Remote location is a key factor to be considered in the development of projects in deepwater frontier areas. This has been amply demonstrated in existing projects in locations like East Africa, some Pacific areas, and the Arctic. In all cases the supply chain network is not as extensive as in traditional operating areas. The local area network that exists will, in most cases, have to rely on the international network for its supply. As a result the base cost for project execution is relatively high due to cost of procurement and the expense of getting equipment, materials and people to the location. Certainly the reaction time of the supply chain will be longer. These conditions may mean moving all needed equipment and materials to the location at the beginning of the project. This will prove especially true when dealing with locations restricted to seasonal operations. The cost of unplanned events is very high because appropriate support may be a considerable number of days or even weeks away from the project site and cost a large amount of money to mobilize. Waiting times will always be longer than those in more traditional areas. Given the uncertainties of the supply chain, circumstances may prevent the arrival of the necessary material at all or not in any kind of timely fashion. In the Arctic, this can result in the entire operation being delayed or moved from one year to the next because of the limited duration of the working season.
…“getting it right the first time” is extremely important.
One very simple but extremely important lesson learned in previous operations in frontier areas is that “getting it right the first time” is extremely important. A mistake in a frontier area is likely to be far more expensive to correct than the same in mistake in an environment like the North Sea or the Gulf of Mexico.
Frontier projects will naturally demand significantly more planning, more review, more contingencies, more material, more spare parts and more time than projects closer to major infrastructure. Distances between manufacturing and warehousing locations and the project location not only have the potential to drive up project cost, but have the added potential to drive the project schedule to a point where existing logistics structures do not have sufficient availability, or to the point of multi-season operations. A deepwater operation may require a considerable fleet of vessels stationed on location for at least the initial stages of the project or at least during the working season in seasonal areas to be able to provide sufficient support for efficient and sustained operations. When considering the possibility of dealing with emergency situations such as blowouts or spills, clearly the response mechanisms must be on location because any delay in mobilization is unacceptable due to the environmental sensitivity.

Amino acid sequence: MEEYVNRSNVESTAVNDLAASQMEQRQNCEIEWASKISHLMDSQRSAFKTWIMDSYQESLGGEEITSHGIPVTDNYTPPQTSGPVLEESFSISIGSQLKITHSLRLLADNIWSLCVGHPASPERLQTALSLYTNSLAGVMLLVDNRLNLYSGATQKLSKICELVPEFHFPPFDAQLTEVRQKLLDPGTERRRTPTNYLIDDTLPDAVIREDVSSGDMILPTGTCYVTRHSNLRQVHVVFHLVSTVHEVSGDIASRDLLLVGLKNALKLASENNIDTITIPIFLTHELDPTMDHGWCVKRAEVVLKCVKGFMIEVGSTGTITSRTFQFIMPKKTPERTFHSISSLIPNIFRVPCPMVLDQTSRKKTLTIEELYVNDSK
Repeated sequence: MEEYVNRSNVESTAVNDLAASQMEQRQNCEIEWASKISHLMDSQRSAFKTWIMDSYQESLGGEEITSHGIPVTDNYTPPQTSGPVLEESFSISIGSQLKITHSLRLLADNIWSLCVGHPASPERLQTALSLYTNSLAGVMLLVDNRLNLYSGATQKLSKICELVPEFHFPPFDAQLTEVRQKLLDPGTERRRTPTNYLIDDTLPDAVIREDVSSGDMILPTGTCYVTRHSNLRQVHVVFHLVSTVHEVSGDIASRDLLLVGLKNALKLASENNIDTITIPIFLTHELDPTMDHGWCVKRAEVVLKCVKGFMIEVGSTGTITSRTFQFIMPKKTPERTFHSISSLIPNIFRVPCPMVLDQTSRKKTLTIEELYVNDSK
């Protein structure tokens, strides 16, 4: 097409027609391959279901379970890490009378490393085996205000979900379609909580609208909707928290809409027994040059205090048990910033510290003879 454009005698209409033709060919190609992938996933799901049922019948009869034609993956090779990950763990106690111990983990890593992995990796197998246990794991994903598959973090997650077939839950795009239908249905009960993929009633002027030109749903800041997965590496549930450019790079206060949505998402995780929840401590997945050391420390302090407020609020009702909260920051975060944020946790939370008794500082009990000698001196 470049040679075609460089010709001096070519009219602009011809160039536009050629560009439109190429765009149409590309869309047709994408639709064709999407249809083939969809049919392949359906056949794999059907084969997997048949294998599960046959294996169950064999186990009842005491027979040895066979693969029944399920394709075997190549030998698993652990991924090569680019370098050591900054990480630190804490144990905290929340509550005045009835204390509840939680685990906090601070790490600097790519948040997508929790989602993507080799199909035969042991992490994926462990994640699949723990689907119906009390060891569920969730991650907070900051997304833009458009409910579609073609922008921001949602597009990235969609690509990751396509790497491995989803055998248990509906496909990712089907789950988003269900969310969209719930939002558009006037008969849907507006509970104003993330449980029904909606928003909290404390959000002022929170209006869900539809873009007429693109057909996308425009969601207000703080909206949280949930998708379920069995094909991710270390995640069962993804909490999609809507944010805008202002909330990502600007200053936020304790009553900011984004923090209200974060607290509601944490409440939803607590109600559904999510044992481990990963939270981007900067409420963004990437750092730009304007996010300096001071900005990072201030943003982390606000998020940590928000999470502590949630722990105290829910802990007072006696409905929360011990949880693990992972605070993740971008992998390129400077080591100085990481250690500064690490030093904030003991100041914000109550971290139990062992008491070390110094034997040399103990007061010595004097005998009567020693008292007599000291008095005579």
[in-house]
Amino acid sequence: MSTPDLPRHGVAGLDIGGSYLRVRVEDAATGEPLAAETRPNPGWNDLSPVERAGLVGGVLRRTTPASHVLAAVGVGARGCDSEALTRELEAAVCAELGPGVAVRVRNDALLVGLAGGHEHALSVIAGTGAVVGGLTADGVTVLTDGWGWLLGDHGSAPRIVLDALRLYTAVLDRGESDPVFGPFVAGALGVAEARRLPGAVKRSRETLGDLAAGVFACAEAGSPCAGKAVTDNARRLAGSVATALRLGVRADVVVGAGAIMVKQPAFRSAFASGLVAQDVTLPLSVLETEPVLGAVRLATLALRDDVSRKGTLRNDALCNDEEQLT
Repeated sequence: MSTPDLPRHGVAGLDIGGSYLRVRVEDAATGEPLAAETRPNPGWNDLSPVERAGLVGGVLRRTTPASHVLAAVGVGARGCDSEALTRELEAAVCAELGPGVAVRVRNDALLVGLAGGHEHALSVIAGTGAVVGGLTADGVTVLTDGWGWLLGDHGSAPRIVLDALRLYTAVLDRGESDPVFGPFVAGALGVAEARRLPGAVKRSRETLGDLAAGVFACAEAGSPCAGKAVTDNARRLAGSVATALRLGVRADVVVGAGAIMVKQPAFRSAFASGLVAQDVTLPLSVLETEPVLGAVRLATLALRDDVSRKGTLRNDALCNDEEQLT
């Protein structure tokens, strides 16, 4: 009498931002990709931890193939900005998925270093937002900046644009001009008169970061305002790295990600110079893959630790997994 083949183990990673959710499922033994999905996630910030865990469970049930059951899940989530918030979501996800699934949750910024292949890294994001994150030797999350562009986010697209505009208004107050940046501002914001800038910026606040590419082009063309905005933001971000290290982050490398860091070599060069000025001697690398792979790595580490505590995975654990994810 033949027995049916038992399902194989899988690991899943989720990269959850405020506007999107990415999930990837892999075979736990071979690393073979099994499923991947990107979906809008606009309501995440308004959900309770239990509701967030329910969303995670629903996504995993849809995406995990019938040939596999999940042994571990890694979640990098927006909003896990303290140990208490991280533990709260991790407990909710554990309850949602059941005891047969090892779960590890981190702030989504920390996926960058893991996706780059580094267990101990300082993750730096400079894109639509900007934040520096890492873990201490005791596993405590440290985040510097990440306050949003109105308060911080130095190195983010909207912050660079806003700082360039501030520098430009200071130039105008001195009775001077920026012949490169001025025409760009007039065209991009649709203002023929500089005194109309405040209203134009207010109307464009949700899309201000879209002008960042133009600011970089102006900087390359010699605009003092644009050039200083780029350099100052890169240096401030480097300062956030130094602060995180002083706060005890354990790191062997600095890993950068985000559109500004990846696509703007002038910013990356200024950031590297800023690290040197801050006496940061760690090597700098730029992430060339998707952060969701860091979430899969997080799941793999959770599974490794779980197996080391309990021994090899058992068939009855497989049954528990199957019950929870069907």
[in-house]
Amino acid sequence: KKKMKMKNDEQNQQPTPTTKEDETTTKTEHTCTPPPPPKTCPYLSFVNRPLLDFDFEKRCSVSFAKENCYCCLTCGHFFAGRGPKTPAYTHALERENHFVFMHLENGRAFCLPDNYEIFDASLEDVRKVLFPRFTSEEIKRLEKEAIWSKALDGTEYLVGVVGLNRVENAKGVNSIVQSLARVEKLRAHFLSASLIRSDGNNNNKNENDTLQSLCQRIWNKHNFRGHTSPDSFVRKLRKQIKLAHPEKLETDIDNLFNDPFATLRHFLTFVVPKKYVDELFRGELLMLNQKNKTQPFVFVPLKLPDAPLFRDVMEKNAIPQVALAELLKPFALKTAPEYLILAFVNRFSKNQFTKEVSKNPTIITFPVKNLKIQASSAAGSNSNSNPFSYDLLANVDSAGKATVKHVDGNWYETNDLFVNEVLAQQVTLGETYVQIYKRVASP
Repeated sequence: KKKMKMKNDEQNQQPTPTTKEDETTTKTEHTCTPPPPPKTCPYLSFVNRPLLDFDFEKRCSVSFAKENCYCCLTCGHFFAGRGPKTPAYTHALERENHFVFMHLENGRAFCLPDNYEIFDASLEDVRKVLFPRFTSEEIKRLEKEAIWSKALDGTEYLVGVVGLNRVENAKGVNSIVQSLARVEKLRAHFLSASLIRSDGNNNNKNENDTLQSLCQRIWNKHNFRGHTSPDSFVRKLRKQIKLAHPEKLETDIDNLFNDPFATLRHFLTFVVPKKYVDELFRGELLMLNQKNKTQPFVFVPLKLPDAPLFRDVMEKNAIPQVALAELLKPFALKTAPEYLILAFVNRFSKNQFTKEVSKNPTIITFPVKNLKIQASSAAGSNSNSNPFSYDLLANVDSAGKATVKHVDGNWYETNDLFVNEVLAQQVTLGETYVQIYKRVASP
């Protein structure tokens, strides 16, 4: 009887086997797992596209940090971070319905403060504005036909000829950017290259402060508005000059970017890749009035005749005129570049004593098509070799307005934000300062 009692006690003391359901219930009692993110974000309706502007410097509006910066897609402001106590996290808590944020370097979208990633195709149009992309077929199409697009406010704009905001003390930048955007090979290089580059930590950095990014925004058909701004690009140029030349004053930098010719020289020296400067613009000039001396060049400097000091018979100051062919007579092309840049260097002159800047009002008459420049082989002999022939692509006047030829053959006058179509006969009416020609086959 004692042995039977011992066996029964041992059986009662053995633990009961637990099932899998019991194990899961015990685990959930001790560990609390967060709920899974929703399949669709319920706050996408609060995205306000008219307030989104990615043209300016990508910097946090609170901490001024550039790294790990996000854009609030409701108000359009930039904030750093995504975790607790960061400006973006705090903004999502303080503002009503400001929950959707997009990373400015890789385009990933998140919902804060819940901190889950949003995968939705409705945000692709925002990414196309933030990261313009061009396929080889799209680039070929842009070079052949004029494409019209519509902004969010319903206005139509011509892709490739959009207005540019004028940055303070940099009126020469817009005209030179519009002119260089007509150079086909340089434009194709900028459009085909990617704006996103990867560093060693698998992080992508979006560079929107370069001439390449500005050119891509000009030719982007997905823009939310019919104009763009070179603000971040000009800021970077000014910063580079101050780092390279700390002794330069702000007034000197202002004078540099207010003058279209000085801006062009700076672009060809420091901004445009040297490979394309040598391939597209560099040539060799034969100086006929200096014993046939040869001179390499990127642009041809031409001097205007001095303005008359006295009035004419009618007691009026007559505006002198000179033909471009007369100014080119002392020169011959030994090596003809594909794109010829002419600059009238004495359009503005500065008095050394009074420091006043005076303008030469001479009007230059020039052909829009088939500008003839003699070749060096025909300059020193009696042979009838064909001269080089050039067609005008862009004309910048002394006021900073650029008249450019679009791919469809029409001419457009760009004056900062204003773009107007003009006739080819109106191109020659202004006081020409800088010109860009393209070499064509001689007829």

Getting it right the first time, every time, drives an increasing demand for rigorous project management, logistics control and engineering. Simply moving people from around the globe to offshore deepwater work locations in frontier areas is a complex logistical challenge and is made more difficult by the need to co-ordinate movements of supplies and equipment. Such projects naturally consume relatively high volumes of man hours and demand a highly skilled group of personnel that can draw on previous experience related to operations in remote areas and extreme environments. It is important that a true understanding of the environment is embedded in the team that manages the project. Ideally, the team should be located as close as possible to the location where the work will be performed.
When considering all of these factors it is simple to conclude that logistics, security of supply and support may be the most critical factors in successful execution of such projects. The key question from the operating company to the service company in a frontier area will always be, “Will you actually deliver?”
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Deep Water Team Leader
Curtis Wendler has been in the oil and gas industry for 37 years, including 17 years in operational and management positions at various locations in the Middle East and North Sea. Following his operational career, he spent 12 years in technology development and global technical support. He was then seconded to Halliburton’s Deepwater Team and currently serves as the Deepwater and Complex Wells team leader in the Global Technical Solutions group. Curtis holds six patents related to well testing and has authored a number of professional papers related to well testing, heavy oil, high-pressure/high-temperature (HPHT) issues, Arctic operations and deepwater operations.
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